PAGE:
ProManage: An all-inclusive fixed price contract to cover all technology needs.
    ProHosting: Enterprise-class datacenter services to the SMB for mission critical applications.
    ProAudit: Computer consulting services that scrutinize and appraise the strengths and weaknesses of existing computer networks and systems.
    ProBackup: Disaster Recovery service plan subscription that uses a combination of an onsite backup appliance and secure offsite data storage.
    General IT Services: Project or incident-based services with no contractual obligation.

    New York City Office
    Progressive Computing, Inc.
    60 East 42nd Street
    Suite 1161
    New York, NY 10165
    Tel: 212.681.1212
    Fax: 212.972.4182

    Westchester County Office
    Progressive Computing
    35 East Grassy Sprain Road,
    Suite 301
    Yonkers, New York 10710
    Tel: 914.375.3009
    Fax: 914.375.2550

    About HTG Peer Groups

    Established in 2000 by Arlin Sorensen as a business and personal development community, today HTG Peer Groups is an international organization of leading IT solution providers. HTG has nearly 300 member companies throughout North America, the United Kingdom and Australia/New Zealand. Each peer group consists of 10-12 IT company executives who work together and share resources and information to formulate and meet business goals such as strategic planning, process improvement and tools, and life-work excellence. HTG offers Leadership Forums, vendor peer groups and other educational events, quarterly meetings, and an annual summit that attracts hundreds of attendees, vendor exhibitors and strategic partners. Visit or call 712-794-7994 for more information.

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    Foundation’s Largest Gift Endows Community College Programs and Transfer Scholarships

    The City University of New York has received a $25 million gift from the Stella and Charles Guttman Foundation to support The New Community College at CUNY and two other community college initiatives to boost student retention and graduation rates. In honor of the gift, the foundation’s largest and the largest ever given to a New York State community college, the CUNY Board of Trustees passed a resolution to rename The New Community College the Stella and Charles Guttman Community College.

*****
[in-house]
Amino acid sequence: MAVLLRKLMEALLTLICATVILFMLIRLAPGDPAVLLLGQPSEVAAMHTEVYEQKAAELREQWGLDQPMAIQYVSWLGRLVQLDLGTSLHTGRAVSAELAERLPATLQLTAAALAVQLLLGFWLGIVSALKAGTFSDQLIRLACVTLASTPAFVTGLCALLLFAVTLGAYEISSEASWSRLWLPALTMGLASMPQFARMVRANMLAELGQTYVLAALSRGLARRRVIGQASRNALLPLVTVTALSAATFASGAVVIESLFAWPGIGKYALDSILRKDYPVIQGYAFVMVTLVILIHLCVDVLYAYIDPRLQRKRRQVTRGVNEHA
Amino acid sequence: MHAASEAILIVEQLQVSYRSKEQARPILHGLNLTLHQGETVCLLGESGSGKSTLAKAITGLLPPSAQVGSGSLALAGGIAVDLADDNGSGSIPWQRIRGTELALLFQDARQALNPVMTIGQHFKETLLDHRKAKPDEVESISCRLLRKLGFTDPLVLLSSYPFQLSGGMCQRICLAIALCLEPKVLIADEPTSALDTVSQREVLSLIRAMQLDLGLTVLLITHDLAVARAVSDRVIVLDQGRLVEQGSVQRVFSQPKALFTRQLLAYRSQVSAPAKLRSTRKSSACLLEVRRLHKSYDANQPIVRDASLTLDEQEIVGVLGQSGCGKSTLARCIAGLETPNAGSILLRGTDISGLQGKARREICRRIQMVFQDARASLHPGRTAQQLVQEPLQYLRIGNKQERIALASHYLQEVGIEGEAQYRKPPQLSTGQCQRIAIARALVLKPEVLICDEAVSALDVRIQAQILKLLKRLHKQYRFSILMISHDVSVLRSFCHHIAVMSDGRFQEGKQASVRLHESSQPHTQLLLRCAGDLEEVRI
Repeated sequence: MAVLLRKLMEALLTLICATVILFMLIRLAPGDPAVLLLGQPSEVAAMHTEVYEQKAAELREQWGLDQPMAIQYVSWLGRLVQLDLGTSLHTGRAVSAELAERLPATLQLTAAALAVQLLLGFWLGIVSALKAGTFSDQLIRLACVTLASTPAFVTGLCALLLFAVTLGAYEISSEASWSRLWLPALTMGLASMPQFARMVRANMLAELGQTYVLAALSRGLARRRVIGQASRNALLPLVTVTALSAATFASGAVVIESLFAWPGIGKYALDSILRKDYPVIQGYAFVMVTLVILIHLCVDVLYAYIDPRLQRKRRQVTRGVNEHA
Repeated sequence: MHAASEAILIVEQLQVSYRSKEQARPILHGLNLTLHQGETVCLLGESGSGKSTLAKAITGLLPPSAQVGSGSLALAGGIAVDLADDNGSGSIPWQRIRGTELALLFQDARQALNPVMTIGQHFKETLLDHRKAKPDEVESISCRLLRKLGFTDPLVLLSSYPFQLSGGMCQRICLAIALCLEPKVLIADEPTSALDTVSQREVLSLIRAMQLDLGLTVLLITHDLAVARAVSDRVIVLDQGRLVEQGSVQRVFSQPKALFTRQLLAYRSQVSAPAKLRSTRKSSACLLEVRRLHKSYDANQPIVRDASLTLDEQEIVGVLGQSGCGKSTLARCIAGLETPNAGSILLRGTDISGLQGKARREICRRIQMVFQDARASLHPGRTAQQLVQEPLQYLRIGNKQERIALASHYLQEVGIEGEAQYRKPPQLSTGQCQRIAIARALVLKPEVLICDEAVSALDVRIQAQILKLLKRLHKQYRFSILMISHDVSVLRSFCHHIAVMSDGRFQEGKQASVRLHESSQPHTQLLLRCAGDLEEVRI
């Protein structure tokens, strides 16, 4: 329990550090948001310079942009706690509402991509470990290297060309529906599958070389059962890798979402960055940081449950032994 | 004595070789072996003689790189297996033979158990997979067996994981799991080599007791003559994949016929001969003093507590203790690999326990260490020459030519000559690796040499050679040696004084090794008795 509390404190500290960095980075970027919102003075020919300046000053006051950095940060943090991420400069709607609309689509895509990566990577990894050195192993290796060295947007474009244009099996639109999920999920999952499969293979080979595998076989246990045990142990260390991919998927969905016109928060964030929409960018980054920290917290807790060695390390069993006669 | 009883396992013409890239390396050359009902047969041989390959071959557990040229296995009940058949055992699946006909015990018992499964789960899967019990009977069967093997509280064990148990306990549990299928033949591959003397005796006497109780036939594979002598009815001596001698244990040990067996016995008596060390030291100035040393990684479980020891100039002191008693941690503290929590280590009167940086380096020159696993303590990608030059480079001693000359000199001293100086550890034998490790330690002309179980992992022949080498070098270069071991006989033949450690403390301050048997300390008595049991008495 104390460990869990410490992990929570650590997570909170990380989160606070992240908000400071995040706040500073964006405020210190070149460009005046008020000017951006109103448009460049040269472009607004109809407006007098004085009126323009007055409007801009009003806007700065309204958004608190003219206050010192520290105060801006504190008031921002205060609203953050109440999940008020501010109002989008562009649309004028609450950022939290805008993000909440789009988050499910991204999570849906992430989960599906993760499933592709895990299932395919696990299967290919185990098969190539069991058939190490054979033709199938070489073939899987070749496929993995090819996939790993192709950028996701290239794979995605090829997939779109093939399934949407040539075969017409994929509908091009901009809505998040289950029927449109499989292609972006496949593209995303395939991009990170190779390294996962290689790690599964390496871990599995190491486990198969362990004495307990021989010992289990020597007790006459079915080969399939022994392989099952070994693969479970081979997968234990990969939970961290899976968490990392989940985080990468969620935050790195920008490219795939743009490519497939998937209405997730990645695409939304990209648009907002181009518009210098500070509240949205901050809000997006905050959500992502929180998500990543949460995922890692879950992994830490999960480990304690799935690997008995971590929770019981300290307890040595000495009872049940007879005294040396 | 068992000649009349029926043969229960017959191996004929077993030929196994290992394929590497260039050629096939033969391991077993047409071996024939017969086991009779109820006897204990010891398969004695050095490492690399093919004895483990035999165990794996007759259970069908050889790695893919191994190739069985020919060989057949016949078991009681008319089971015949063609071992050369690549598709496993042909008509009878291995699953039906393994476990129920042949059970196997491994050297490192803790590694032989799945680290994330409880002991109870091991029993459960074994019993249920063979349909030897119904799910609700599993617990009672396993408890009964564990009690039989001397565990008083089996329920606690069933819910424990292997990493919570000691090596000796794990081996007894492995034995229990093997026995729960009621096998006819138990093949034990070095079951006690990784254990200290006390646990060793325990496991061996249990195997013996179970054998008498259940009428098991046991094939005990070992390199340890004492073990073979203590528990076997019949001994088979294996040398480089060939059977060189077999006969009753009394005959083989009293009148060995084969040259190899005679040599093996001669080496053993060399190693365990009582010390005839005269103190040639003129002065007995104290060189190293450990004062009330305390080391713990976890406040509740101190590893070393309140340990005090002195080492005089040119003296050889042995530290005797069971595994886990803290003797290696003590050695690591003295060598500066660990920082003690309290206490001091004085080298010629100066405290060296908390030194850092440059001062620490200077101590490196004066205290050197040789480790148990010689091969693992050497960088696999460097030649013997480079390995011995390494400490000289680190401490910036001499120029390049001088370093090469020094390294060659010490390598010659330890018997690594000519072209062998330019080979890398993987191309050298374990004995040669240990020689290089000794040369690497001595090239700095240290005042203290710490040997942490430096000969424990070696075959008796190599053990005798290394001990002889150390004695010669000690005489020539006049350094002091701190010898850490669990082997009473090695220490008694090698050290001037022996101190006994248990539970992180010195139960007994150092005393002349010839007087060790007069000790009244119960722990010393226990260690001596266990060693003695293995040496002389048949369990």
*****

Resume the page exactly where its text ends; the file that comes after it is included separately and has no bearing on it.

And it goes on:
The Trustees on April 29 approved the naming of the college and of the Guttman Student Success and Engagement Fund, which will promote further development of the college’s innovative programs. The Board of the Guttman Foundation is committing half of its current assets to CUNY. The Guttman Board approved the gift on April 11, 2013.

    To read the full press release, click here.

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    (New York, NY): On June 18 the College achieved another milestone in its short history by holding a reception to celebrate its new name. In honor of the $15 million endowment gift to the College from the Stella and Charles Guttman Foundation, the CUNY Board of Trustees on April 29 passed a resolution to rename The New Community College at CUNY Stella and Charles Guttman Community College. Read more about the Foundation’s momentous gift to CUNY.

    College Founding President Scott E. Evenbeck moderated the event. Remarks were given by Chancellor Matthew Goldstein, Ernest Rubenstein, President, Guttman Foundation, Elizabeth Olofson, Executive Director, Guttman Foundation, and Stephen Icaza, President of the College’s Student Government Association.